What is the difference between a Flat White and a Latte?

By Liam Thornton.

The growth of major coffee shop chains such as Starbucks, Costa and Caffe Nero has led to a boom in coffee sales over the last decade. It is estimated that coffee sales are forecast to increase by 29% over the next five years, an increase that will see the coffee shop industry reach £4.3billion in market worth. The typical instant granulated coffee is now somewhat frowned upon, as consumers gravitate towards modern beverages that incorporate smooth, velvety textures, such as the flat white or latte.

What differentiates a Flat White from a Latte?

The size difference in both is rather subtle. The latte usually holds 240ml, as opposed to a flat white, which is generally 160ml. Both coffees consist heavily of steamed milk and the same amount of espresso, a single or double shot, dependent on the preference of the drinker. The preparation of the milk is the key to the success of both a flat white and a latte. The use of a coffee machine’s steam wand is pivotal to ensuring that the milk is steamed and frothed correctly for both coffees.

How to Make a Flat White or Latte Using a Coffee Machine

Dependent on which coffee machine you use can determine the level of coffee produced. The De’Longhi EC685 has an ultra-quick heat up time of 30 seconds, and also includes an adjustable steam wand. The placement of the steam wand is critical to ensuring the milk is heated correctly. Placing the wand at a ninety-degree angle in the centre of the milk jug before frothing ensures that the process of ‘stretching’ the milk is done correctly.

Placing the wand at this angle allows for a folding motion to occur once the frothing of the milk begins. Keeping the wand at the surface of the milk will create a satisfying sound throughout the steaming process. If the sound is similar to a high-pitched squeal, the likelihood is that the wand is too near to the surface.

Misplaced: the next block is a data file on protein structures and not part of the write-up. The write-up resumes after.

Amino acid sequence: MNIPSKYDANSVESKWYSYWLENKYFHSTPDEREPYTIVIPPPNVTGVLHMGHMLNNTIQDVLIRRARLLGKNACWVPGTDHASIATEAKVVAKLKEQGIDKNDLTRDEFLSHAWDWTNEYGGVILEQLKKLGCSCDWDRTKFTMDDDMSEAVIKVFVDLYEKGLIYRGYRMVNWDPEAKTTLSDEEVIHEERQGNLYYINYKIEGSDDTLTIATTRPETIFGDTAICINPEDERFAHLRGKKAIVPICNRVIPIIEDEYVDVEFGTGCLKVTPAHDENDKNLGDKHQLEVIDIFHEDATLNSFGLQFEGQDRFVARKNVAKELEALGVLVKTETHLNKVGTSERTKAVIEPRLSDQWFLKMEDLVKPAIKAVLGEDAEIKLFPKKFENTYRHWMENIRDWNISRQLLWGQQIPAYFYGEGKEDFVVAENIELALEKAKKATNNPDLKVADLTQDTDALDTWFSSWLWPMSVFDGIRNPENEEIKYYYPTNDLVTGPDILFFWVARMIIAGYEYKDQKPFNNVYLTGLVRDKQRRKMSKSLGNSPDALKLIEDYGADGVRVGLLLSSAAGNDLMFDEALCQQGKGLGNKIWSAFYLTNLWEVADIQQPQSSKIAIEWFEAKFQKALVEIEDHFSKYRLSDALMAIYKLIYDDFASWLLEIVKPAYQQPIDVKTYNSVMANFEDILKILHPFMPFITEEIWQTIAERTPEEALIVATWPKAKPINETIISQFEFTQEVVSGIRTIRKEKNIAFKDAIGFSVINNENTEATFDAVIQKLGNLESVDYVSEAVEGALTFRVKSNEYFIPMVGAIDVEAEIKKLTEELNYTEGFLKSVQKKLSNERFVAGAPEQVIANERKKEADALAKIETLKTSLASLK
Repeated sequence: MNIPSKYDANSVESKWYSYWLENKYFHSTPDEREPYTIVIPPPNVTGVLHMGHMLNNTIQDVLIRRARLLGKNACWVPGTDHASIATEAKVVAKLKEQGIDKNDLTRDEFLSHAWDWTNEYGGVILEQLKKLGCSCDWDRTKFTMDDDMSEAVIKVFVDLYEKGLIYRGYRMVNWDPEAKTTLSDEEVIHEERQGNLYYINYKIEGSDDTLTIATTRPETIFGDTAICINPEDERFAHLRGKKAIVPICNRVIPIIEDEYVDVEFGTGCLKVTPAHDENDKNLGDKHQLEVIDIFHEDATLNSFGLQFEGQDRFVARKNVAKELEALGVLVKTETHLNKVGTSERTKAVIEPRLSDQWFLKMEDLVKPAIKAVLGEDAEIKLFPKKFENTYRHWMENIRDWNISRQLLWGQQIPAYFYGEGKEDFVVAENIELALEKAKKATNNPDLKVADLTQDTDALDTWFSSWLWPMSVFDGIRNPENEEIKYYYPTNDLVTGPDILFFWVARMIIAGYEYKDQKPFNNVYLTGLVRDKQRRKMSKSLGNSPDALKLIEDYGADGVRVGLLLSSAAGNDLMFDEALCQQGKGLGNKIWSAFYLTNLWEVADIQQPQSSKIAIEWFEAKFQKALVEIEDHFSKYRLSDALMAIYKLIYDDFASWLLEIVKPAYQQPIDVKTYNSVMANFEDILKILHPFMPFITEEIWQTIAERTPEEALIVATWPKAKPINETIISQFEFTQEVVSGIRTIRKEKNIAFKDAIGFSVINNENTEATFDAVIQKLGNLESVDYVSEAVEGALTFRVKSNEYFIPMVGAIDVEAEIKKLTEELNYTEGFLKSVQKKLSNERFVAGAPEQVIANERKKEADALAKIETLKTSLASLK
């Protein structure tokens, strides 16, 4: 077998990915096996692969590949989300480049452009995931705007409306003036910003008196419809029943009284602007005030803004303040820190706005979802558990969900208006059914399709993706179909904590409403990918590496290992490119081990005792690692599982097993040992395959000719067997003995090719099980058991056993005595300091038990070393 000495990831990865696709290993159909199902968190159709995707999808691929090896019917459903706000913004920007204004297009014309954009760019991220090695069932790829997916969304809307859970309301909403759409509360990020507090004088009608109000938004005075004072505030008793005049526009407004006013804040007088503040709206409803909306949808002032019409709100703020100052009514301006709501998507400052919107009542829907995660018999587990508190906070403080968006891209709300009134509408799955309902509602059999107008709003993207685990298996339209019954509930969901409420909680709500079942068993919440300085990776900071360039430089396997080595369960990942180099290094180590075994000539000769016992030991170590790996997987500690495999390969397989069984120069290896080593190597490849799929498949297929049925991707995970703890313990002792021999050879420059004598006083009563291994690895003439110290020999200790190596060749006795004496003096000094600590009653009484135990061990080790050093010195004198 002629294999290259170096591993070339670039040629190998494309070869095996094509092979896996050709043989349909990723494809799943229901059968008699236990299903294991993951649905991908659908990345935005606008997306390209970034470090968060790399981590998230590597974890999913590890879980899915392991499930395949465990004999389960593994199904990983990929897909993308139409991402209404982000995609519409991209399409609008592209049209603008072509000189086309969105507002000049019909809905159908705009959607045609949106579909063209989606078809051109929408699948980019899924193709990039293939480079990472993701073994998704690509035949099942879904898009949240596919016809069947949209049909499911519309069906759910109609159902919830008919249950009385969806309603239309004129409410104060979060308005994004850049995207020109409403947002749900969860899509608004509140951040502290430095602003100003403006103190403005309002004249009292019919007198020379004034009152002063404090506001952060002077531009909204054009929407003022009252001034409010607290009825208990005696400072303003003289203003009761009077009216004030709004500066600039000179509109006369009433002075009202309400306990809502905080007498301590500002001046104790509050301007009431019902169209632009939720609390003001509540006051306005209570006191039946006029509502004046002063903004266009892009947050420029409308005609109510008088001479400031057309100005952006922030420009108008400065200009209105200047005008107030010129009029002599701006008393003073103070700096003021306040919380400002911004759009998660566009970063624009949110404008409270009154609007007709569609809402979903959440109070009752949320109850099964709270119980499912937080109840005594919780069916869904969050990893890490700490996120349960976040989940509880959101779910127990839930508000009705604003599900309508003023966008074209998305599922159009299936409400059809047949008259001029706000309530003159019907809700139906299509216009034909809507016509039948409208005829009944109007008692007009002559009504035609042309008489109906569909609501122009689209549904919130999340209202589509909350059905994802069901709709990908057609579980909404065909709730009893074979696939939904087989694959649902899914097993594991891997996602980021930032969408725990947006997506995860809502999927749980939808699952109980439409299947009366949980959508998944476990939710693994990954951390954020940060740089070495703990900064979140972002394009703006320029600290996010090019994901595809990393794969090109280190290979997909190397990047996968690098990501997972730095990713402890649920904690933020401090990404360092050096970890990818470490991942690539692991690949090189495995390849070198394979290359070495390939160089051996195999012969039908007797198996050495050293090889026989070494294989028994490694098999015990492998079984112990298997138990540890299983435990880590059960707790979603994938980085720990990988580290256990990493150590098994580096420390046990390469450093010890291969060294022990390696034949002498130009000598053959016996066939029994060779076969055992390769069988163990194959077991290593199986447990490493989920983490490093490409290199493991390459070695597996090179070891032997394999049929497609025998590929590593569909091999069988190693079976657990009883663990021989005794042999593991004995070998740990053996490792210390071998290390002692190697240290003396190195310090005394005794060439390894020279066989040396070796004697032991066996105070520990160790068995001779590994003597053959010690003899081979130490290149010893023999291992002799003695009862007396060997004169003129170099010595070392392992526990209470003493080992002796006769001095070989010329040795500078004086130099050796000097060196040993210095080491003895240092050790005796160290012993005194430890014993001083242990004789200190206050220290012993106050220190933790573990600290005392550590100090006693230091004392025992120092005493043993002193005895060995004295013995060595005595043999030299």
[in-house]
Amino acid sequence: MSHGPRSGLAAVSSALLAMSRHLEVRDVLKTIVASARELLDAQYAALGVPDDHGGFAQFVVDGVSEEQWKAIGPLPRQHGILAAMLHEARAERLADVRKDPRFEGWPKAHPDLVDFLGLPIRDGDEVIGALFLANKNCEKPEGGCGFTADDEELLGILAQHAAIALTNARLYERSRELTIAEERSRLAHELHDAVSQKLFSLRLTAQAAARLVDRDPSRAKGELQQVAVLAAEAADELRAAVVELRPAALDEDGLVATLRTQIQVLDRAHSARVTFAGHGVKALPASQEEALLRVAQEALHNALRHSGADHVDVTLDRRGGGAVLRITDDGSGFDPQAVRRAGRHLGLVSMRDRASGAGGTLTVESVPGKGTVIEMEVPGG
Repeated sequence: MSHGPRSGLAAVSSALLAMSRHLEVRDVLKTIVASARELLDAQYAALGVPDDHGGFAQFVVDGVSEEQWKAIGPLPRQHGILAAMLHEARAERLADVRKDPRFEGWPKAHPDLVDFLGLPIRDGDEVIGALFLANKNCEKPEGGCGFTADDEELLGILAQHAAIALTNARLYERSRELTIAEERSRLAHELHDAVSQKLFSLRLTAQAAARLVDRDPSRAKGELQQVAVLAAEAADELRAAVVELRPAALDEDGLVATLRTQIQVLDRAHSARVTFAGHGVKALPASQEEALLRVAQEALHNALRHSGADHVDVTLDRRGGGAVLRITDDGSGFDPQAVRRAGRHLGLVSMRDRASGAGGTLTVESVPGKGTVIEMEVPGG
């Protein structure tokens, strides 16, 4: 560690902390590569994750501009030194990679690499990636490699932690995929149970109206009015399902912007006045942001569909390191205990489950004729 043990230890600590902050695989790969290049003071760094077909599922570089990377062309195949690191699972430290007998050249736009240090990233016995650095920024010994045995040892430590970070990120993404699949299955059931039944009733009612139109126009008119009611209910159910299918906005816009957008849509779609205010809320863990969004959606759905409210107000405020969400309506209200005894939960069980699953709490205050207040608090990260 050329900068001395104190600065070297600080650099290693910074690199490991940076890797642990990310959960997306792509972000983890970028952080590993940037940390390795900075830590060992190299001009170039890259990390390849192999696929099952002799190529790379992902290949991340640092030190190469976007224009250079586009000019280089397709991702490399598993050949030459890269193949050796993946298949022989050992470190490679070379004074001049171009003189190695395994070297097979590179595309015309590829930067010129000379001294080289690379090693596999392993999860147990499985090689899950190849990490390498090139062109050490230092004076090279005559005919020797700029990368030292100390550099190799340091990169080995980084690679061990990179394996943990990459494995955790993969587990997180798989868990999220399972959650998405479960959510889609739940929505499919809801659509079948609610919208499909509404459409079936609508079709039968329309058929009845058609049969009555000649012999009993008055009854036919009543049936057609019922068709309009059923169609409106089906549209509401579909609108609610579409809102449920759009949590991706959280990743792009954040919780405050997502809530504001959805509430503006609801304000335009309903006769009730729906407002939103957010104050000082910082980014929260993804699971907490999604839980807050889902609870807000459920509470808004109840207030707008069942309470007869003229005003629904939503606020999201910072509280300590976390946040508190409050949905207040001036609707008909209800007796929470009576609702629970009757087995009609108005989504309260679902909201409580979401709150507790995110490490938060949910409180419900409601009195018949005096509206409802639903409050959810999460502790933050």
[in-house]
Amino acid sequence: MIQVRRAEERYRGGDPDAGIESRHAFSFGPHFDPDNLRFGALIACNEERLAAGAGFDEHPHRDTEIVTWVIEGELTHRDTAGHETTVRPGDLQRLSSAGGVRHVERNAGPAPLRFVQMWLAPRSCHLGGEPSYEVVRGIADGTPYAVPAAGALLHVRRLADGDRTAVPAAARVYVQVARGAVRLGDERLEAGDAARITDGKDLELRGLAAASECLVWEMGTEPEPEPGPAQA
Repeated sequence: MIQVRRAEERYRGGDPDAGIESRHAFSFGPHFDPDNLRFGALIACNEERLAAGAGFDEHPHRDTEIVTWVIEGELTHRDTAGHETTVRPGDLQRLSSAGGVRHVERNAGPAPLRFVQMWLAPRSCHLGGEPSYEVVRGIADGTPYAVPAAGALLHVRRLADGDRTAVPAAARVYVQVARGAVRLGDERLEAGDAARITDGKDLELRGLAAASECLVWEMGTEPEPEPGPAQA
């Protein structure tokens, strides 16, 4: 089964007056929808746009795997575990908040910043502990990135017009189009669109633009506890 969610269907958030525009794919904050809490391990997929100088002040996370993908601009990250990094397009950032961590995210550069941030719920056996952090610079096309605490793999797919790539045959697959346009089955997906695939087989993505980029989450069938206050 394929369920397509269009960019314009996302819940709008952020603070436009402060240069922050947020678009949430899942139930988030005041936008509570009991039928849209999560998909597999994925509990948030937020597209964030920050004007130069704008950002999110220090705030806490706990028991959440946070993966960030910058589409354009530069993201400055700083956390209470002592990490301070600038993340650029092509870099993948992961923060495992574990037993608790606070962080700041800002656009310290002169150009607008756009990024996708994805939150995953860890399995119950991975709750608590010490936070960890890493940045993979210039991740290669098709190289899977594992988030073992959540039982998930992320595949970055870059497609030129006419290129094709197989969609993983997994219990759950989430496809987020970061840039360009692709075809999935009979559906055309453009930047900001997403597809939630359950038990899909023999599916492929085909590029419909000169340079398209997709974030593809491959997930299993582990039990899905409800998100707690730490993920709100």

A flat white should always contain a sleeker and thinner micro-foam to top the coffee. Upon steaming the milk, a glossy texture and polished look with minimal bubbles is the desired outcome. The pouring of the milk is another crucial process. To execute a flat white, you need to firstly hold the jug slightly aloft the cup and pour at a steady pace until half full. For the remainder of the cup, bringing the jug down to the rime of the cup and pouring at a faster pace until full. This gives the drink a mix of froth and liquid, perfect for a flat white.

The process of milk pouring is slightly different for a latte. The milk is steamed the same, however, the milk is poured before the coffee. Pouring the milk from the jug with a spoon ensures that the froth is held back until the cup is near full. Adding the forth then gives the latte a nice creamy texture. One trick to distinguish the look of a latte is to add a little hot water to the espresso shot, and pour into the cup in a steady motion. This creates a separation of two different shades of brown, and gives the drink a very eloquent look upon completion.

As important as the milk steaming process is, the quality of the coffee machine used is clearly a critical element. Seasoned coffee drinkers tend to prefer the bean to cup machines, as the scientific process that occurs in the production and maintaining of coffee beans is seen as key to the quality of the coffee. The variety of different drinks available to make using bean to cup machines is also apparent and if this is a crucial aspect for you, the Jura E6 coffee machine provides drinkers with the option of both a flat white and latte, as well as favourites such as Americanos and cappuccinos.

In short, it is generally understood that traditional coffee drinkers are less inclined to opt for a latte, given that the latte is a weaker drink, with a heavy focus on milk. The sharpness of a flat white is preferred by many coffee drinkers, and the popularity of this newer drink is reflected in the widespread sales increase of flat whites since their introduction on the menus of Starbucks et al.

This coffee boom has led to an increase of artisan-style coffee machines in homes. The likes of De’Longhi, Lavazza and Jura have incorporated modern mechanisms in their machines, and at affordable prices, you could quickly become a trained barista from the comfort of your own home.

Author: Liam Thornton

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